The recommended dose of capecitabine was determined in an open-label, randomized clinical study, exploring the efficacy and safety of continuous therapy with capecitabine (1331 mg/m2 /day in two divided doses, n=39), intermittent therapy with capecitabine (2510 mg/m2 /day in two divided doses, n=34), and intermittent therapy with capecitabine in combination with oral leucovorin (LV) (capecitabine 1657 mg/m2 /day in two divided doses, n=35; leucovorin 60 mg/day) in patients with advanced and/or metastatic colorectal carcinoma in the first-line metastatic setting. There was no apparent advantage in response rate to adding leucovorin to capecitabine; however, toxicity was increased. Capecitabine, 1250 mg/m2 twice daily for 14 days followed by a 1-week rest, was selected for further clinical development based on the overall safety and efficacy profile of the three schedules studied.
Data from two open-label, multicenter, randomized, controlled clinical trials involving 1207 patients support the use of capecitabine in the first-line treatment of patients with metastatic colorectal carcinoma. The two clinical studies were identical in design and were conducted in 120 centers in different countries. Study 1 was conducted in the US, Canada, Mexico, and Brazil; Study 2 was conducted in Europe, Israel, Australia, New Zealand, and Taiwan. Altogether, in both trials, 603 patients were randomized to treatment with capecitabine at a dose of 1250 mg/m2 twice daily for 2 weeks followed by a 1-week rest period and given as 3-week cycles; 604 patients were randomized to treatment with 5-FU and leucovorin (20 mg/m2 leucovorin IV followed by 425 mg/m2 IV bolus 5-FU, on days 1 to 5, every 28 days).
In both trials, overall survival, time to progression and response rate (complete plus partial responses) were assessed. Responses were defined by the World Health Organization criteria and submitted to a blinded independent review committee (IRC). Differences in assessments between the investigator and IRC were reconciled by the sponsor, blinded to treatment arm, according to a specified algorithm. Survival was assessed based on a non-inferiority analysis.
The baseline demographics for capecitabine and 5-FU/LV patients are shown in Table 13.
|Study 1||Study 2|
|Age (median, years)||64||63||64||64|
|Male (%)||181 (60)||197 (65)||172 (57)||173 (57)|
|Female (%)||121 (40)||106 (35)||129 (43)||128 (43)|
|Karnofsky PS (median)||90||90||90||90|
|Colon (%)||222 (74)||232 (77)||199 (66)||196 (65)|
|Rectum (%)||79 (26)||70 (23)||101 (34)||105 (35)|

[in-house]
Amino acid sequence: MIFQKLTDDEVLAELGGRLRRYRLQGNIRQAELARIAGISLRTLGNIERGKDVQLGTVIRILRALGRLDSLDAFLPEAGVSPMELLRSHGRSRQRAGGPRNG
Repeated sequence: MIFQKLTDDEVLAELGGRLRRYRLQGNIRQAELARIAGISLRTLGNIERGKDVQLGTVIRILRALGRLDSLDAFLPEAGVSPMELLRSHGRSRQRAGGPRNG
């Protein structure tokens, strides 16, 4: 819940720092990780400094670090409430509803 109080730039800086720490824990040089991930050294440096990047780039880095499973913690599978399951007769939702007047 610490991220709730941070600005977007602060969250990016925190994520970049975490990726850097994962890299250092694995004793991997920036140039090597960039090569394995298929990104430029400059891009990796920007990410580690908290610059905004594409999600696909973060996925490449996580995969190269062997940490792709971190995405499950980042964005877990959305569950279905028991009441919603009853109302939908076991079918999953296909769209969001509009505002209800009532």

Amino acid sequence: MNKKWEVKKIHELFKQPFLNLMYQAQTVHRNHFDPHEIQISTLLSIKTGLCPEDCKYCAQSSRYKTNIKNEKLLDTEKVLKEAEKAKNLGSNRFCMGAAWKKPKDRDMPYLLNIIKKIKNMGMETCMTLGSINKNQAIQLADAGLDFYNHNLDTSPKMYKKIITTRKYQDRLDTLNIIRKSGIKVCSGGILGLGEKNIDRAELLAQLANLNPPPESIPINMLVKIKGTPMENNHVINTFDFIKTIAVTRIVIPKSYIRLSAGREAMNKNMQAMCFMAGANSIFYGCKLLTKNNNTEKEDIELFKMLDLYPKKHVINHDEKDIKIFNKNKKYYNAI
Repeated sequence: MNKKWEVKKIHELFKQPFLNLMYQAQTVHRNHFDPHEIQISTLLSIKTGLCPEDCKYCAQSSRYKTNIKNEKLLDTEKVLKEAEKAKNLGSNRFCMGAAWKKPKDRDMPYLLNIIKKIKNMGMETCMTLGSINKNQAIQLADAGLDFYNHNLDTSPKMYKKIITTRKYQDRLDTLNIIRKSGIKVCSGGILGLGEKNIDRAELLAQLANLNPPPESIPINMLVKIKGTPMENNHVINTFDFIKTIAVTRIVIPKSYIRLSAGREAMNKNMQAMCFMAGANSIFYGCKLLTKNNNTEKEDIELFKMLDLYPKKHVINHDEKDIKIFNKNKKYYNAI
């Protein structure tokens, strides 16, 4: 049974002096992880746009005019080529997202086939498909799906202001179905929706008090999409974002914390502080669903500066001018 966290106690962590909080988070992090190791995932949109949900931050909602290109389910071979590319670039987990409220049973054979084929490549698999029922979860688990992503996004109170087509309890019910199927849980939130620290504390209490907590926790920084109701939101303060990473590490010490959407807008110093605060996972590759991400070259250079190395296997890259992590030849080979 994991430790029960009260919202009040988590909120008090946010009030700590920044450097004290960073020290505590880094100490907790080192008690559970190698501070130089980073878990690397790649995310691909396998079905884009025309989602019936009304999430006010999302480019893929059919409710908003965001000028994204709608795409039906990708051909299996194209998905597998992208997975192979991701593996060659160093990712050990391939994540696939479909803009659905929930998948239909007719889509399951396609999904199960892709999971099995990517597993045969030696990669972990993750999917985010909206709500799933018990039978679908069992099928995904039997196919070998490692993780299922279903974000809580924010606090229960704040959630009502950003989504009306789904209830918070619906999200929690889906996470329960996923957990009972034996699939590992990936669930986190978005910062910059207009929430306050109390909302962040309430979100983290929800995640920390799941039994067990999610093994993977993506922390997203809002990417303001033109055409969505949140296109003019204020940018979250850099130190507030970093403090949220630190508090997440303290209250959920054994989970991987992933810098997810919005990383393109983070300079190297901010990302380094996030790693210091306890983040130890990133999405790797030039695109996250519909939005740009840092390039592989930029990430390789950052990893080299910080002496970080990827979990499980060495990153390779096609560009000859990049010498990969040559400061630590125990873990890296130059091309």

|Prior radiation therapy (%)||52 (17)||62 (21)||42 (14)||42 (14)|
|Prior adjuvant 5-FU (%)||84 (28)||110 (36)||56 (19)||41 (14)|
The efficacy endpoints for the two phase 3 trials are shown in Table 14 and Table 15.
|Capecitabine (n=302)||5-FU/LV (n=303)|
|Overall Response Rate (%, 95% C.I.)||21 (16-26)||11 (8-15)|
|Time to Progression (Median, days, 95% C.I.)||128 (120-136)||131 (105-153)|
|Hazard Ratio (capecitabine /5-FU/LV)95% C.I. for Hazard Ratio||0.99 (0.84-1.17)|
|Survival (Median, days, 95% C.I.)||380 (321-434)||407 (366-446)|
|Hazard Ratio (capecitabine /5-FU/LV)95% C.I. for Hazard Ratio||1.00 (0.84-1.18)|
|Capecitabine (n=301)||5-FU/LV (n=301)|
|Overall Response Rate (%, 95% C.I.)||21 (16-26)||14 (10-18)|
|Time to Progression (Median, days, 95% C.I.)||137 (128-165)||131 (102-156)|
|Hazard Ratio (capecitabine /5-FU/LV)95% C.I. for Hazard Ratio||0.97 (0.82-1.14)|
|Survival (Median, days, 95% C.I.)||404 (367-452)||369 (338-430)|
|Hazard Ratio (capecitabine /5-FU/LV)95% C.I. for Hazard Ratio||0.92 (0.78-1.09)|
Figure 3 Kaplan-Meier Curve for Overall Survival of Pooled Data (Studies 1 and 2)
Capecitabine was superior to 5-FU/LV for objective response rate in Study 1 and Study 2. The similarity of capecitabine and 5-FU/LV in these studies was assessed by examining the potential difference between the two treatments. In order to assure that capecitabine has a clinically meaningful survival effect, statistical analyses were performed to determine the percent of the survival effect of 5-FU/LV that was retained by capecitabine. The estimate of the survival effect of 5-FU/LV was derived from a meta-analysis of ten randomized studies from the published literature comparing 5-FU to regimens of 5-FU/LV that were similar to the control arms used in these Studies 1 and 2. The method for comparing the treatments was to examine the worst case (95% confidence upper bound) for the difference between 5-FU/LV and capecitabine, and to show that loss of more than 50% of the 5-FU/LV survival effect was ruled out. It was demonstrated that the percent of the survival effect of 5-FU/LV maintained was at least 61% for Study 2 and 10% for Study 1. The pooled result is consistent with a retention of at least 50% of the effect of 5-FU/LV. It should be noted that these values for preserved effect are based on the upper bound of the 5-FU/LV vs capecitabine difference. These results do not exclude the possibility of true equivalence of capecitabine to 5-FU/LV (see Table 14 , Table 15 , and Figure 3).
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